Awarding Government Grants

In an April 2013 speech, President Barack Obama said the U.S. government must “only fund proposals that promise the biggest bang for taxpayer dollars," as federal spending cuts have left a dwindling pool of money available for biomedical research.

But there’s no agreement in the scientific community that government grants are actually distributed in the fairest and most effective way.

In December of 2012, Stanford researcher Dr. John Ioaniddis blasted the federal process for funding scientific projects, calling it “totally broken.” Nature published an analysis he performed of peer-reviewed research. He determined that only 40 percent of scientists with highly cited research had won grant funding.

Dr. Otto Yang, a scientist and physician in the department of microbiology, immunology, and molecular genetics at the University of California, Los Angeles (UCLA) AIDS Institute, told Healthline he believes one example of questionable allocation of money is the hundreds of millions of dollars the government has funneled toward research into an AIDS vaccine. He says the money could have been put to better use.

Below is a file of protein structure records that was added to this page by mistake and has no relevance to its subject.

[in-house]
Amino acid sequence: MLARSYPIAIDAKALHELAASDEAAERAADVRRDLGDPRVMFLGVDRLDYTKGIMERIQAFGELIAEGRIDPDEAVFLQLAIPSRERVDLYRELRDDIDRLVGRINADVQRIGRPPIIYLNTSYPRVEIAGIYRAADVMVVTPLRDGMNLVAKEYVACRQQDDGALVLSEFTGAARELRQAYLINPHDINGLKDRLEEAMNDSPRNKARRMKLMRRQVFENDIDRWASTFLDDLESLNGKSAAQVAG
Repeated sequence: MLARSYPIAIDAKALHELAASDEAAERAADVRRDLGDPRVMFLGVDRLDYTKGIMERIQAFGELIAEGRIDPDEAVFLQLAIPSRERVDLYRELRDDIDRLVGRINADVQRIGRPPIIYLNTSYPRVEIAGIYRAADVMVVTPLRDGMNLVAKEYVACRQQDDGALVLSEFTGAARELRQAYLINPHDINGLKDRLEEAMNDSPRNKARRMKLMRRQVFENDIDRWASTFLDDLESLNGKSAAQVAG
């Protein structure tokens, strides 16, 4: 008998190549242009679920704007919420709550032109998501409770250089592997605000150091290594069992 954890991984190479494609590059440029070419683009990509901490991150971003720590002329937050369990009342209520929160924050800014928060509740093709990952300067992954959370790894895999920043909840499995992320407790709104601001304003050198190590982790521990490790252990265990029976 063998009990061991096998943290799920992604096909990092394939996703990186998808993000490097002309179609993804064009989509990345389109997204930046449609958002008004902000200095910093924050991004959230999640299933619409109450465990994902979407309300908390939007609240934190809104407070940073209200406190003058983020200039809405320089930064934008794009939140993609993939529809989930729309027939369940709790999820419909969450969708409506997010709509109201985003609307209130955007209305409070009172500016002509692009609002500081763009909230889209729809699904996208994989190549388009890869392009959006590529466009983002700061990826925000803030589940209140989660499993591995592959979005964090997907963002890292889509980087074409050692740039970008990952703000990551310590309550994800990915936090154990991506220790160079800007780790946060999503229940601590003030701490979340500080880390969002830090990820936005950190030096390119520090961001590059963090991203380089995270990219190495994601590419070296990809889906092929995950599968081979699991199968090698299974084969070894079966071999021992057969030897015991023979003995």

Yang said one research project in particular—the Center for HIV/AIDS Vaccine Immunology and Immunogen Discovery (CHAVI-ID) at Duke University, the Scripps Research Institute, and other locations—has received a huge amount of federal funding for vaccine research, with proportionately little to show for it.

The National Institutes of Health (NIH), the government body in charge of funding medical research, told Healthline it has given CHAVI-ID $426.6 million during its 10 years in existence. It readily defended the science the Center has produced.

“The scientific community is making incremental progress toward an HIV vaccine. This is reflected in the modest success of the RV144 HIV vaccine in a large clinical trial and by research that is building on that success. It is also reflected by the discovery of powerful broadly neutralizing antibodies to HIV and how they evolve—knowledge that is informing structured-based HIV vaccine design,” the NIH wrote in a press statement.

From the beginning, the CHAVI-ID program has divided the scientific community.